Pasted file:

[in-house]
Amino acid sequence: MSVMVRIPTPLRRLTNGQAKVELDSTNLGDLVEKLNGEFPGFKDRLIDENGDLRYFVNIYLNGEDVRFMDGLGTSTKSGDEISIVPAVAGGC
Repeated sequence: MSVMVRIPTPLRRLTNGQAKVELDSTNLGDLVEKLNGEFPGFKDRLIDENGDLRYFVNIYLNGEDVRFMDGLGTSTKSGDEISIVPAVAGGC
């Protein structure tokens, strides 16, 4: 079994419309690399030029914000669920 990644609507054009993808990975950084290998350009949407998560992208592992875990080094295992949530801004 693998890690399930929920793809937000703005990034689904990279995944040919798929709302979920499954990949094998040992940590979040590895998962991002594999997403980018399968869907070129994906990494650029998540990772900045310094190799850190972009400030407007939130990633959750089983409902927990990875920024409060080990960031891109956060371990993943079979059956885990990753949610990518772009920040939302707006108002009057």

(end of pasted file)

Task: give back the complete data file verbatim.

[in-house]
Amino acid sequence: MSVMVRIPTPLRRLTNGQAKVELDSTNLGDLVEKLNGEFPGFKDRLIDENGDLRYFVNIYLNGEDVRFMDGLGTSTKSGDEISIVPAVAGGC
Repeated sequence: MSVMVRIPTPLRRLTNGQAKVELDSTNLGDLVEKLNGEFPGFKDRLIDENGDLRYFVNIYLNGEDVRFMDGLGTSTKSGDEISIVPAVAGGC
């Protein structure tokens, strides 16, 4: 079994419309690399030029914000669920 990644609507054009993808990975950084290998350009949407998560992208592992875990080094295992949530801004 693998890690399930929920793809937000703005990034689904990279995944040919798929709302979920499954990949094998040992940590979040590895998962991002594999997403980018399968869907070129994906990494650029998540990772900045310094190799850190972009400030407007939130990633959750089983409902927990990875920024409060080990960031891109956060371990993943079979059956885990990753949610990518772009920040939302707006108002009057």